Emerging Non-Volatile and Spin Logic Technology and Manufacturing Report (2015)


Coughlin Associates announces the upcoming publication of our second detailed report addressing technology developments on solid state storage and memory technologies and the impact on manufacturing and test equipment. New solid-state storage products will impact the digital storage hierarchy including hard disk drives and flash memory. Dr. Thomas Coughlin, President, Coughlin Associates and Dr. Edward Grochowski, Computer Storage Consultant are the authors of this upcoming comprehensive and authoritative report. Order your PDF copy today and get a 10% discount on the publication price. The report includes a PDF document and a power-point file with all figures and tables from the report to use within your company. You will also receive a free subscription to the Digital Storage Technology Newsletter.

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Current memory technologies including flash memory, DRAM and SRAM are facing technology limits to their continued improvement. Adding new materials to enhance gate oxide performance and reliability can only add to circuit costs. As a result there are intense efforts to develop new memory technologies. Most of these new technologies are non-volatile memories and can be used for long-term storage or to provide a memory that does not lose information when power is not applied to the electronics.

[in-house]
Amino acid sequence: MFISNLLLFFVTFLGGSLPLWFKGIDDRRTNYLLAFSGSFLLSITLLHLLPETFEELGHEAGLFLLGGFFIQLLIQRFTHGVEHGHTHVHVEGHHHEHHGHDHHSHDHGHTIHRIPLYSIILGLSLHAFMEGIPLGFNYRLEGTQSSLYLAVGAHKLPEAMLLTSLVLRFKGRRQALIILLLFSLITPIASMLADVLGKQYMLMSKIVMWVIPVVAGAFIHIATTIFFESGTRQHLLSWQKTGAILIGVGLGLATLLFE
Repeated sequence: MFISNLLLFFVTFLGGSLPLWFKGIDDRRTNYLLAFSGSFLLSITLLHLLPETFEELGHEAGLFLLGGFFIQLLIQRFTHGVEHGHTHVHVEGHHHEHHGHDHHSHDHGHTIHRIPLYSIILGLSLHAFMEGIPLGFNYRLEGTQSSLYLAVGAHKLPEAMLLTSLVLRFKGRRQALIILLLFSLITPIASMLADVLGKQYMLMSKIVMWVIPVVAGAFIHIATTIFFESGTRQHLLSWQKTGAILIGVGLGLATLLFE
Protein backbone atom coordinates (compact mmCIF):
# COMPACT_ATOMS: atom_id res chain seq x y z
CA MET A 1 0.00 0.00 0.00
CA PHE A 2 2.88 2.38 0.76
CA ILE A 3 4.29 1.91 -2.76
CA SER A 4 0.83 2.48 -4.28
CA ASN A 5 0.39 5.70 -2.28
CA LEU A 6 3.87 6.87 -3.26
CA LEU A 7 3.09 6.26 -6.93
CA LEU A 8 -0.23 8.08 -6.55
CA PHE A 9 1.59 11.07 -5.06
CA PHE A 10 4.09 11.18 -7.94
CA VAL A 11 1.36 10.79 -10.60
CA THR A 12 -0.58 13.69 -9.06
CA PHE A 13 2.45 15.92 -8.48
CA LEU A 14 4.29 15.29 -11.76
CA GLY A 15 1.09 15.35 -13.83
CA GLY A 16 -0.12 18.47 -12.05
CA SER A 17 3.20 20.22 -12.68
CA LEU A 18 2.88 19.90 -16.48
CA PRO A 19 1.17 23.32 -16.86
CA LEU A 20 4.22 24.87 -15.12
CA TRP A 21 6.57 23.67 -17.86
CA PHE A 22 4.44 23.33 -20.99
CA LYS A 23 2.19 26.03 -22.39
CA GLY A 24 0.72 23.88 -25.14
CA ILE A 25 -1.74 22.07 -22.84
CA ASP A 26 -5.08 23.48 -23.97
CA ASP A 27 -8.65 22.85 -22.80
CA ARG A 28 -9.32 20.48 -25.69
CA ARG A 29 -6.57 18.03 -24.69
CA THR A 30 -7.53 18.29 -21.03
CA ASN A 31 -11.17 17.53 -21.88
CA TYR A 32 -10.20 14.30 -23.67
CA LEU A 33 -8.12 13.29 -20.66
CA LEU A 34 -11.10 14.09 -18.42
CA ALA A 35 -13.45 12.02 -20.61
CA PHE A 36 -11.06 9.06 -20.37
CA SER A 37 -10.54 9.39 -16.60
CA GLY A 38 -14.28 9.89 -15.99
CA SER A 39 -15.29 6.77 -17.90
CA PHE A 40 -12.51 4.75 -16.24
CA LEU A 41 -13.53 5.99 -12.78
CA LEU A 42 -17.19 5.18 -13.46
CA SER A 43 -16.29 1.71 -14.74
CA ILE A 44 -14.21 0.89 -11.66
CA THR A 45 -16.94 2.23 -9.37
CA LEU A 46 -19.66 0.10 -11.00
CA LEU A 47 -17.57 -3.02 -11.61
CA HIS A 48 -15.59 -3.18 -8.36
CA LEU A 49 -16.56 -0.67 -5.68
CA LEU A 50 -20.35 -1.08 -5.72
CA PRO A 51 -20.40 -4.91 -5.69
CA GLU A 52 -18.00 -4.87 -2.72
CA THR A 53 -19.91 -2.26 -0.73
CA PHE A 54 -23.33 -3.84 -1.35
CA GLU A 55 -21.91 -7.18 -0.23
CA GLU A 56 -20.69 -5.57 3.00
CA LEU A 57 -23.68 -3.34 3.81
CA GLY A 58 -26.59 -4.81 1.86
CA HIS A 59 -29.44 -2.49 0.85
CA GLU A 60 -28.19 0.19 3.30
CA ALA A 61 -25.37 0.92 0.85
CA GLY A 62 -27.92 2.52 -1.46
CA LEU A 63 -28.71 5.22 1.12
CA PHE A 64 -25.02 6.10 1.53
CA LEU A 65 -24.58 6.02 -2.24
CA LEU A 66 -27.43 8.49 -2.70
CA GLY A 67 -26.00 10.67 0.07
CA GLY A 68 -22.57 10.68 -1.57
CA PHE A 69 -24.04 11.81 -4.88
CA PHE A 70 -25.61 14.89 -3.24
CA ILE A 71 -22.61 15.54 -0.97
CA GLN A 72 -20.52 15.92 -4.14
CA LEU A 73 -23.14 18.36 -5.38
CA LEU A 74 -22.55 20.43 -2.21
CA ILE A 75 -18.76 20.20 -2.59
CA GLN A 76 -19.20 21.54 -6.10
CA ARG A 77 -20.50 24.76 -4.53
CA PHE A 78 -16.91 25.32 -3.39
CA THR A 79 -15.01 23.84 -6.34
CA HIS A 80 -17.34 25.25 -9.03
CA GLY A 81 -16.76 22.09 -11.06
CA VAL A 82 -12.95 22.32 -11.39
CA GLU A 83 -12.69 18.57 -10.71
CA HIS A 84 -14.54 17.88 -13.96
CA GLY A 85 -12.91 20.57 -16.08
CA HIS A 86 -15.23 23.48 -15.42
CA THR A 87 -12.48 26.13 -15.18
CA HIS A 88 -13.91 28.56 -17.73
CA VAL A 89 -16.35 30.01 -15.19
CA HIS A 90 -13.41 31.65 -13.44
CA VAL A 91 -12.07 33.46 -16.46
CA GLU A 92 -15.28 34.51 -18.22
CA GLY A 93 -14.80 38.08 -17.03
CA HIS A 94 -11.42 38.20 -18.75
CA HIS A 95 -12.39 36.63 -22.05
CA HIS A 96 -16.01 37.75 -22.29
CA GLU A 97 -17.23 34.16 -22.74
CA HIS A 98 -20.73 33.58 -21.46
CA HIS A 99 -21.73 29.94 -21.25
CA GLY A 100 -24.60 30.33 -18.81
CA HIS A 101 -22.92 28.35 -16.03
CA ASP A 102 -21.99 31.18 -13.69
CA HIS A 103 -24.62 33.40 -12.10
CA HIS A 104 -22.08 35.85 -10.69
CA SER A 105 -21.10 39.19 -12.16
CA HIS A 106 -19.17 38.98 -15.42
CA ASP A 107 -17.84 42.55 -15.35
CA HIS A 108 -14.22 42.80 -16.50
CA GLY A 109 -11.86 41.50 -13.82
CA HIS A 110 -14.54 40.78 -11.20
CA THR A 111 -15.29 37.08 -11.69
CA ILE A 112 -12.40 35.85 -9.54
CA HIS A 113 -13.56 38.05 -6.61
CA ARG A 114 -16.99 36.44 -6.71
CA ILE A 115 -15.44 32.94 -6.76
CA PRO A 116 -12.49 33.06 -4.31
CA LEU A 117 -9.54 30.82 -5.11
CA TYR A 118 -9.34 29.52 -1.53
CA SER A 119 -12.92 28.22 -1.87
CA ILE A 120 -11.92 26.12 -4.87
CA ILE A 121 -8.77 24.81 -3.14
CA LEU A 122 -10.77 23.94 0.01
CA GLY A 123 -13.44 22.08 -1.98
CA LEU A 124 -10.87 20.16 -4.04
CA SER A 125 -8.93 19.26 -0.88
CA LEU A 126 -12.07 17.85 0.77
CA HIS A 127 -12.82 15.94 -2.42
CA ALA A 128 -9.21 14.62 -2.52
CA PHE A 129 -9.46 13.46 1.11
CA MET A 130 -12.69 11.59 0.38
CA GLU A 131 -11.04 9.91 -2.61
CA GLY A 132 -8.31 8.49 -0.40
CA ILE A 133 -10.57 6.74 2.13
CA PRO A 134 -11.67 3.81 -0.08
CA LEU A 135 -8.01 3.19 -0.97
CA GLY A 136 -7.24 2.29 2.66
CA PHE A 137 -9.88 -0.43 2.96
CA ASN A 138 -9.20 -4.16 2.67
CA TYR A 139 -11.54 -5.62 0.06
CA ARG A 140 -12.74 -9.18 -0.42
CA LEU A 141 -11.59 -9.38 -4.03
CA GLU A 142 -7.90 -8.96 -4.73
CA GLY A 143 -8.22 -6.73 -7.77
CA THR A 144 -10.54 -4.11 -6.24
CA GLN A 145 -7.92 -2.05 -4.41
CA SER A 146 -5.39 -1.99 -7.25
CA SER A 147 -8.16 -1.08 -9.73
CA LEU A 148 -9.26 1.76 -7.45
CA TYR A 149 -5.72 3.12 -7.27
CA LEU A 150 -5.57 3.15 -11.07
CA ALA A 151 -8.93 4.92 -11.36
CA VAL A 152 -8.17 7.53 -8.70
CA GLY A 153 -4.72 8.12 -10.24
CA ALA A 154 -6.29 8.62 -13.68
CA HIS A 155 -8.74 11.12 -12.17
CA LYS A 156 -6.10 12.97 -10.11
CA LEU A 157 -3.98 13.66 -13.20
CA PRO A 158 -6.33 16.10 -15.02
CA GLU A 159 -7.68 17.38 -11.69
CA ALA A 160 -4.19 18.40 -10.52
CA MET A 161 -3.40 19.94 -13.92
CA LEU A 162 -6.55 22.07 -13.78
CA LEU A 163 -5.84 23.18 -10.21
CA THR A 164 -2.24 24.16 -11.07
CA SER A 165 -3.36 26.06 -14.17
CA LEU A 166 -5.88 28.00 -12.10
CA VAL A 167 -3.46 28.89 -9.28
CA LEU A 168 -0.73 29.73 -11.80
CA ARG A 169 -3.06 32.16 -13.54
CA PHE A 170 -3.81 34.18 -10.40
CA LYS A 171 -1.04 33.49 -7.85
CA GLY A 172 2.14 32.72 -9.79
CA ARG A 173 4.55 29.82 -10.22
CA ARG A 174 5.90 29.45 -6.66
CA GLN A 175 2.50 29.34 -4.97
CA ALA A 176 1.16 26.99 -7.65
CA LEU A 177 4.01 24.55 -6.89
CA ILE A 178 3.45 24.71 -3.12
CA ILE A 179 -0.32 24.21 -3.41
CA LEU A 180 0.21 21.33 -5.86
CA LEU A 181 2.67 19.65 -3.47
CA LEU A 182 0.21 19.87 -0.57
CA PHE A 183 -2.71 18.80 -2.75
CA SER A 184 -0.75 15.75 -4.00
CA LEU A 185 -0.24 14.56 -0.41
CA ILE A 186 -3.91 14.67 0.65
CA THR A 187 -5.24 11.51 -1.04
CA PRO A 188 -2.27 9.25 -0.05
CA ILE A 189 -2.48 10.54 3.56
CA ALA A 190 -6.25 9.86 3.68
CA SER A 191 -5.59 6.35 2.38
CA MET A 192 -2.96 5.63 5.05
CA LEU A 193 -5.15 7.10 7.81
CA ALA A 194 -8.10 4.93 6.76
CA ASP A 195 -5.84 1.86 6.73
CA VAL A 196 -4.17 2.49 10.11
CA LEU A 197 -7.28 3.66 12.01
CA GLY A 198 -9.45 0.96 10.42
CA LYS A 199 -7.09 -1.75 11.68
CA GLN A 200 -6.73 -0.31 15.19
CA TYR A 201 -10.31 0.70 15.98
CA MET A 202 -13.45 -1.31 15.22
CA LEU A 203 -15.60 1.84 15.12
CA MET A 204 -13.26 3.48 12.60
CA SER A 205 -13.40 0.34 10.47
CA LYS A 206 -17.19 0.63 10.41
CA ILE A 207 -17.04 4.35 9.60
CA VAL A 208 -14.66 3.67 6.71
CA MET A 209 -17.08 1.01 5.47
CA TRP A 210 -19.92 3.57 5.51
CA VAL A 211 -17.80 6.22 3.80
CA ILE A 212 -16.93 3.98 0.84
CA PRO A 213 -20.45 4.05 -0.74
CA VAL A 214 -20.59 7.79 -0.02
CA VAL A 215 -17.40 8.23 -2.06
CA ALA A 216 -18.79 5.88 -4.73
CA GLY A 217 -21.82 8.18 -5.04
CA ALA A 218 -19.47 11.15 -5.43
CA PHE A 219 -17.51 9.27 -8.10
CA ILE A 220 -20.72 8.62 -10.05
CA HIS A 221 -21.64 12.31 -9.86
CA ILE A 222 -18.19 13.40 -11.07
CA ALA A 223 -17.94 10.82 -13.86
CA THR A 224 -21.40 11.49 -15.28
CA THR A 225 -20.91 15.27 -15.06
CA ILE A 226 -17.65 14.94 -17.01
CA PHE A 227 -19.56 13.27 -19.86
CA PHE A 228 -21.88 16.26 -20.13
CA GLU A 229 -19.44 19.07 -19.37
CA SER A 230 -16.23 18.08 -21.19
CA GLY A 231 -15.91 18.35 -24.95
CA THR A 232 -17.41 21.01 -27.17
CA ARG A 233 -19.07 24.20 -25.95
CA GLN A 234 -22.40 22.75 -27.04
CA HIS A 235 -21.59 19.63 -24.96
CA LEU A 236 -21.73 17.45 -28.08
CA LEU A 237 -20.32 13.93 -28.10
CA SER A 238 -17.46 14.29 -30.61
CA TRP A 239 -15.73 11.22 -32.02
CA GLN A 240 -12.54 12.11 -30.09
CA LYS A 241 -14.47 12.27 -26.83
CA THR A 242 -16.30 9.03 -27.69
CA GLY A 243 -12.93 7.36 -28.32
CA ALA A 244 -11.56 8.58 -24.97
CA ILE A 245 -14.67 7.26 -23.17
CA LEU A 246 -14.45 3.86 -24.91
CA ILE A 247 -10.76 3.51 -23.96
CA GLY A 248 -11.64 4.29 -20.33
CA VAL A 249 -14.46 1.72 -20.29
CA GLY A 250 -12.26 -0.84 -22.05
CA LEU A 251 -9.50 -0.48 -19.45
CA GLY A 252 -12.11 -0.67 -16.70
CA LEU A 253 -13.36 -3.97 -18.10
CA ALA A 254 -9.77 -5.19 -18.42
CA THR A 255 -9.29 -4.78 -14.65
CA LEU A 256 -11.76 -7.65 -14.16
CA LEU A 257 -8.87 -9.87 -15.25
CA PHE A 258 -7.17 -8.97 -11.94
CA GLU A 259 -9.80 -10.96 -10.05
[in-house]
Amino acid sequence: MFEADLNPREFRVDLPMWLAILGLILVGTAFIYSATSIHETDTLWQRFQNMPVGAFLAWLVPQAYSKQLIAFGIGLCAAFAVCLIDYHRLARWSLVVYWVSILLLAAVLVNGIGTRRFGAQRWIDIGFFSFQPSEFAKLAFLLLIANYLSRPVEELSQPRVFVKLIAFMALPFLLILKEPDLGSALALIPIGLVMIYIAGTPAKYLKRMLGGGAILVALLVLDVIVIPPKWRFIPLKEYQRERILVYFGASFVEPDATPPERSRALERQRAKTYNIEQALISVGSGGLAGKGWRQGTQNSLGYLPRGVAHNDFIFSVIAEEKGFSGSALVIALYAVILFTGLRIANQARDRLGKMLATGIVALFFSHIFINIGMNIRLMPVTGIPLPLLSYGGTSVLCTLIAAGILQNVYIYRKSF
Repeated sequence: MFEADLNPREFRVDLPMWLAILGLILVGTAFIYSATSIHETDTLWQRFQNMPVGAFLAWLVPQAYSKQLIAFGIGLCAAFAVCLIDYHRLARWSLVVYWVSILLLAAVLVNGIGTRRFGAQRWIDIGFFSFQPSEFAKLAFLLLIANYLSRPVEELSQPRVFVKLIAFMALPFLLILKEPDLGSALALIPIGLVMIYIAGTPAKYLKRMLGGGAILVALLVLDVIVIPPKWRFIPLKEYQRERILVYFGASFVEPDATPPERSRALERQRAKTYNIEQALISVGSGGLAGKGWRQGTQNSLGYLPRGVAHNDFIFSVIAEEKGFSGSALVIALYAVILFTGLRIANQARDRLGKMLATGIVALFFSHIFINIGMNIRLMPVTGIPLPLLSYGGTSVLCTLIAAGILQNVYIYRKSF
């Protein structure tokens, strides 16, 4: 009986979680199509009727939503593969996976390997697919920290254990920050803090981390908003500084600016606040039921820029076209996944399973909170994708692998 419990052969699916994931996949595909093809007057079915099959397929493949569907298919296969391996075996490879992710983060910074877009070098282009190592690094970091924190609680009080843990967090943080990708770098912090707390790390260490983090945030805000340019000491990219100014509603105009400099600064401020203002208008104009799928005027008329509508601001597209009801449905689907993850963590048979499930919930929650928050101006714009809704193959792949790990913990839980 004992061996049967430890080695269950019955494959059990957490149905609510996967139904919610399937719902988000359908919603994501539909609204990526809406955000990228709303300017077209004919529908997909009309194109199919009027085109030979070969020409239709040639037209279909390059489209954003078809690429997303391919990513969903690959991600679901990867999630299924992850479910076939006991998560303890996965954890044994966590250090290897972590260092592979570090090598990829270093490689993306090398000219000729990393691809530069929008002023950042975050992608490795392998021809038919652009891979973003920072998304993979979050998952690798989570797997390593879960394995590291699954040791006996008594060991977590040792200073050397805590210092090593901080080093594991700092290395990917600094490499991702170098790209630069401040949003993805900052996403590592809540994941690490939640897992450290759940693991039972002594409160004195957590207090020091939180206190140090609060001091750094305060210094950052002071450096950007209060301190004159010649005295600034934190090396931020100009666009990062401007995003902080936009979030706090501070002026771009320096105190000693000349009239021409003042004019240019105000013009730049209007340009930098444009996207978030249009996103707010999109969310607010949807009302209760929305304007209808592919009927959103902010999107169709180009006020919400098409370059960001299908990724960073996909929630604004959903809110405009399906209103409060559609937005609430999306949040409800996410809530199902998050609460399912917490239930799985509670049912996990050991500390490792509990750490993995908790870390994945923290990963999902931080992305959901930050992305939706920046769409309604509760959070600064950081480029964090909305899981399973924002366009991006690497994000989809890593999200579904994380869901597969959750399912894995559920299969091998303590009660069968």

The memories addressed in this report include PRAM, RRAM, FRAM, MRAM, STT MRAM and a variety of less mainstream technologies such as carbon nanotubes. Based upon the level of current development and the characteristics of these technologies, resistive RAM (RRAM) appears to be a potential replacement for flash memory. However, flash memory has several generations of technologies that could be implemented before a replacement is required. Thus this transition will not fully occur until the next decade. Recently SanDisk and HP (inventor of the memristor RRAM) created a strategic alliance to develop next generation RRAM technology. In addition, Sony introduced a resistive memory technology in 2014.

Micron and Intel’s introduction of 3D XPoint non-volatile memory technology that has high endurance, performance much better than NAND, although somewhat slower than DRAM, and higher density than DRAM; could impact the need for DRAM for high performance in-memory processing and L3 caching applications. The companies intent to introduce NVMe SSDs with this technology in 2016 with memory channel DIMM’s introduced in 2017 to accompany a new enterprise server chip family. The company claims that this is a resistive memory technology but not based upon filament formation. Many people speculate that this is a form of phase change memory.

Magnetic RAM (MRAM) and spin tunnel torque RAM (STT MRAM) will start to replace SRAM and DRAM within the next few years and probably before RRAM replaces flash memory. The rate of development in STT MRAM and MRAM capabilities will result in lower prices, and the attractiveness of replacing volatile memory with high speed and high endurance non-volatile memory make these technologies very competitive.


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